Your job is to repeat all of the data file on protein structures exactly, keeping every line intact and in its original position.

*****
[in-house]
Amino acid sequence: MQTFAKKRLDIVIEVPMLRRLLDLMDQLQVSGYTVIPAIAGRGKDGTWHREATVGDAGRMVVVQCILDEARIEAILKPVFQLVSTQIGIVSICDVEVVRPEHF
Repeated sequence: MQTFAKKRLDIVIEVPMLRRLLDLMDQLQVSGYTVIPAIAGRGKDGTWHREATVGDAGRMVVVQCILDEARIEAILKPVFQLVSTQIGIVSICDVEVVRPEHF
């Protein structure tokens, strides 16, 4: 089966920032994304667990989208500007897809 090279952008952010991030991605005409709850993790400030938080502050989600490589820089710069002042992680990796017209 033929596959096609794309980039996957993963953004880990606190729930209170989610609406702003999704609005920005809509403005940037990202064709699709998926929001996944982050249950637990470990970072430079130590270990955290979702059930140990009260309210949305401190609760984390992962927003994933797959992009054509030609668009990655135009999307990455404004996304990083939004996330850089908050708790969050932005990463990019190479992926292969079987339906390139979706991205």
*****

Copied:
[in-house]
Amino acid sequence: MQTFAKKRLDIVIEVPMLRRLLDLMDQLQVSGYTVIPAIAGRGKDGTWHREATVGDAGRMVVVQCILDEARIEAILKPVFQLVSTQIGIVSICDVEVVRPEHF
Repeated sequence: MQTFAKKRLDIVIEVPMLRRLLDLMDQLQVSGYTVIPAIAGRGKDGTWHREATVGDAGRMVVVQCILDEARIEAILKPVFQLVSTQIGIVSICDVEVVRPEHF
């Protein structure tokens, strides 16, 4: 089966920032994304667990989208500007897809 090279952008952010991030991605005409709850993790400030938080502050989600490589820089710069002042992680990796017209 033929596959096609794309980039996957993963953004880990606190729930209170989610609406702003999704609005920005809509403005940037990202064709699709998926929001996944982050249950637990470990970072430079130590270990955290979702059930140990009260309210949305401190609760984390992962927003994933797959992009054509030609668009990655135009999307990455404004996304990083939004996330850089908050708790969050932005990463990019190479992926292969079987339906390139979706991205």